15 the interpreters to always read the translation, but it says "we --" the
16 official translation says:
17 "We hereby inform you that we consent ..."
18 So "agree"/"consent" is the issue here. So I just wanted to
19 point that out.
20 JUDGE FLUEGGE: Thank you.
21 Mr. Tolimir.
22 THE ACCUSED: [Interpretation] May we please move to the last
23 sentence of this document.
24 Let's see what else General Milovanovic has to say. This is
25 page 3 of the document, and the last.
1 Can it be shown in e-court, please.
2 Q. I'm reading:
3 "Chef d'équipe," or head of team, "will be carrying the cargo
4 manifests as well as the manifests of the individuals being transported,
5 conduct inspection, and ensure a smooth passage."
6 "Chief of Staff, Lieutenant General Manojlo Milovanovic."
7 My question is: Does this part of the document speak of any
8 restrictions --
9 JUDGE FLUEGGE: I have to interrupt you. The English page
10 doesn't correspond to the B/C/S.
11 [Trial Chamber and Registrar confer]
12 JUDGE FLUEGGE: I was told that only the first page of the
13 English version is uploaded into e-court so that that part is not
14 available in English. But you read it into the transcript and you may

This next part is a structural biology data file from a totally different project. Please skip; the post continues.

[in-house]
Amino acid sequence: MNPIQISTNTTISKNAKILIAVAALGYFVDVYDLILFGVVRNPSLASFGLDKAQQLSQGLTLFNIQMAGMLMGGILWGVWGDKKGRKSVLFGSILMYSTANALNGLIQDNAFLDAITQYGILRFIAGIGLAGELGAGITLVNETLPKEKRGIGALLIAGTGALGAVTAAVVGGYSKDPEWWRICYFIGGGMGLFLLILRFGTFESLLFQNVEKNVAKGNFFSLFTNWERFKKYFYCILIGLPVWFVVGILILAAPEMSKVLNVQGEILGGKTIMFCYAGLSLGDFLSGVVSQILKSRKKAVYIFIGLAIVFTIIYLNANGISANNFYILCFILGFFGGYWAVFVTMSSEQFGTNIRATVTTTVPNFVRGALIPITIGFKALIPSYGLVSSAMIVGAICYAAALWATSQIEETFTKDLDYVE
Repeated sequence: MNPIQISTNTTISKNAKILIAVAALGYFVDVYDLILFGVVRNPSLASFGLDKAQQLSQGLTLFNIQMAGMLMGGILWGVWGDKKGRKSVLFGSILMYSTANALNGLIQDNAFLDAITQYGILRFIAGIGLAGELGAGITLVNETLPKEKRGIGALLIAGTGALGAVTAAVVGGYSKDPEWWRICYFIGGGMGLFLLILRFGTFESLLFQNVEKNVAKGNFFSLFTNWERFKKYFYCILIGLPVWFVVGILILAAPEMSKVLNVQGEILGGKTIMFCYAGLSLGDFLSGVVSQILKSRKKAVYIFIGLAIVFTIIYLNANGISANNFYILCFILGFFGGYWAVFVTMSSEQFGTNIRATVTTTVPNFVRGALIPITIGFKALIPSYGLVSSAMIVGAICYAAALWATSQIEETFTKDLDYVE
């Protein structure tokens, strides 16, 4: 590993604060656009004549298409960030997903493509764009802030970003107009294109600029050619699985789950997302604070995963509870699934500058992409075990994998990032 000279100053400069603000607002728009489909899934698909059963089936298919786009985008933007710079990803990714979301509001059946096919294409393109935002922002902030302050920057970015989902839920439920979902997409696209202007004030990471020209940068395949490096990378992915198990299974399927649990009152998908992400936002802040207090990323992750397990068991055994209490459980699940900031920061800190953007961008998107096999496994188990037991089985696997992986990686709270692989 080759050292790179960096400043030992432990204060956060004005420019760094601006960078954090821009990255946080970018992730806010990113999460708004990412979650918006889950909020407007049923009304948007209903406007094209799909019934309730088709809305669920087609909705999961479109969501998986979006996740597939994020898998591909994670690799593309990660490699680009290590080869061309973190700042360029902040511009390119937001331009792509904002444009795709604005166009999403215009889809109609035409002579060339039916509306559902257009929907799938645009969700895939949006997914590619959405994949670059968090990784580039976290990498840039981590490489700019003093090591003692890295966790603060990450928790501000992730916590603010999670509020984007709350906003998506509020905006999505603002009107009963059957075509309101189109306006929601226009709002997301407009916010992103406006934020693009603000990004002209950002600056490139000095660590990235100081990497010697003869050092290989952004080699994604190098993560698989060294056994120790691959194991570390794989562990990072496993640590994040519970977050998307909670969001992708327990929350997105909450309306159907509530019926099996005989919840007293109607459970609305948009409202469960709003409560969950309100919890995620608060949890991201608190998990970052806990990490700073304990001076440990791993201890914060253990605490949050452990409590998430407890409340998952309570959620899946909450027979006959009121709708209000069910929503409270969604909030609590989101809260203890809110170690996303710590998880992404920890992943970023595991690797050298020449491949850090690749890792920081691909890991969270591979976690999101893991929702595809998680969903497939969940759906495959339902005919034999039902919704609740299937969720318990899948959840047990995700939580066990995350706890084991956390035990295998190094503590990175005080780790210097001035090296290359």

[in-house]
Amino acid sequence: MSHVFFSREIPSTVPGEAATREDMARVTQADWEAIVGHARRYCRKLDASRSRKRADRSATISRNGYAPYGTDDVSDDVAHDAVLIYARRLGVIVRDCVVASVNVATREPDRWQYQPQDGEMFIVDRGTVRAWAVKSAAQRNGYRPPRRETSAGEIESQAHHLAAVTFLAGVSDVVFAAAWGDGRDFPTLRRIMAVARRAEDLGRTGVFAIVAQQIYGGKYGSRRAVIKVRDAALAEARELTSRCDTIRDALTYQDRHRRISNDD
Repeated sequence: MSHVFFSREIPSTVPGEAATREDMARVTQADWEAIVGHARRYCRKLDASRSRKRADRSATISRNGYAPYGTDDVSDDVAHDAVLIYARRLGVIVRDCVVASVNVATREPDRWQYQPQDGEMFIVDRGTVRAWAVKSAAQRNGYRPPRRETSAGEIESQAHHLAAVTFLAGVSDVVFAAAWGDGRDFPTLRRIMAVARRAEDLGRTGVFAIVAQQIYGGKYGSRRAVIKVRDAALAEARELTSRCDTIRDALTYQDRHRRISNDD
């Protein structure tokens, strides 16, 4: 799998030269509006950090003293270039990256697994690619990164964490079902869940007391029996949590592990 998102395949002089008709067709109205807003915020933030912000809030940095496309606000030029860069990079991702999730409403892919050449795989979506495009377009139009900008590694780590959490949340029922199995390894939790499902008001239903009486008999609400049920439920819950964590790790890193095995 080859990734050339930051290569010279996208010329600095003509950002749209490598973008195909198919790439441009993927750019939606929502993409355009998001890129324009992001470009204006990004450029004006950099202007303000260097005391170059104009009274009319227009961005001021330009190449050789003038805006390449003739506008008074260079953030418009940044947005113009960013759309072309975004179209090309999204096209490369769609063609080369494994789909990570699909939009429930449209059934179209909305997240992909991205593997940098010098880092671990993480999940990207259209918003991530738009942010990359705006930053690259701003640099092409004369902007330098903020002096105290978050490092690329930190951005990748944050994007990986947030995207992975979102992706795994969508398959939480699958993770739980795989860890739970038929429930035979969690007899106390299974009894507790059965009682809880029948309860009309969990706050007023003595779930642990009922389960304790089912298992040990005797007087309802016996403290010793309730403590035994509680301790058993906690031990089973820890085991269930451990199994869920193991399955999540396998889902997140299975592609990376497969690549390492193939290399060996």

15 put, now, your question to Mr. Butler.
16 THE ACCUSED: [Interpretation] Thank you, Mr. President.
17 MR. TOLIMIR: [Interpretation]
18 Q. Mr. Butler, did General Milovanovic ask that inspection be
19 strictly carried out as well as that the convoy be allowed unhindered
21 A. It's a two-part process. Yes, he directed that the inspections
22 be carried out; and by noting the fact that, one, he transmitted down
23 what the Main Staff's understanding of the cargo was going to be, and he
24 also indicated that the convoy commander is going to be carrying a copy
25 of the manifest, this way Captain [sic] Milovanovic had a way of not only
1 making sure that the cargo in the vehicle matched the cargo that the
2 convoy commander had on the manifest, but that that cargo also matched
3 what the Main Staff understood was being set down.
4 If all of those conditions are met, then the second prong of that
5 goes into effect, which is: Yes, ones these conditions are satisfied,
6 the expectation is that Captain Momir Nikolic will allow the convoy to
7 pass unhindered.
8 Q. This is my question for you: Was Captain Nikolic able to deny
9 passage to a convoy that had been granted approval by
10 General Milovanovic, a convoy which had a complete cargo manifest?
11 A. If the cargo manifests matched, then Captain Nikolic would not,
12 if he were properly exercising his authority, be able to stop the convoy
13 on that basis. If the cargo manifests did not match or there were some
14 other problem that was identified, I suspect the practical application
15 would be that Captain Nikolic would contact, through the Drina Corps, the